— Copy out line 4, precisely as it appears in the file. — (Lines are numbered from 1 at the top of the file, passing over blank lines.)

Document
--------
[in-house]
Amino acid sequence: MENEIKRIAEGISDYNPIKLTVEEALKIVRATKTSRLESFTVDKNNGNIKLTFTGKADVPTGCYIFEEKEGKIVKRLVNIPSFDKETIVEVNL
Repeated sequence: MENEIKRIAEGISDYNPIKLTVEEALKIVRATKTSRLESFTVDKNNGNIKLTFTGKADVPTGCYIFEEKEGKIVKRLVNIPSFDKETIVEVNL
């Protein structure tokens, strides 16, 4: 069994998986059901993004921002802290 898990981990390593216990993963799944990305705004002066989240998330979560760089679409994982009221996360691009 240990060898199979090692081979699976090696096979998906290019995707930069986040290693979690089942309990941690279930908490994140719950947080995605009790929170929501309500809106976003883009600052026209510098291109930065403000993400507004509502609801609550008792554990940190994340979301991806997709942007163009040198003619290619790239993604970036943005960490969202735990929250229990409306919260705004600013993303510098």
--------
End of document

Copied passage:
């Protein structure tokens, strides 16, 4: 069994998986059901993004921002802290 898990981990390593216990993963799944990305705004002066989240998330979560760089679409994982009221996360691009 240990060898199979090692081979699976090696096979998906290019995707930069986040290693979690089942309990941690279930908490994140719950947080995605009790929170929501309500809106976003883009600052026209510098291109930065403000993400507004509502609801609550008792554990940190994340979301991806997709942007163009040198003619290619790239993604970036943005960490969202735990929250229990409306919260705004600013993303510098």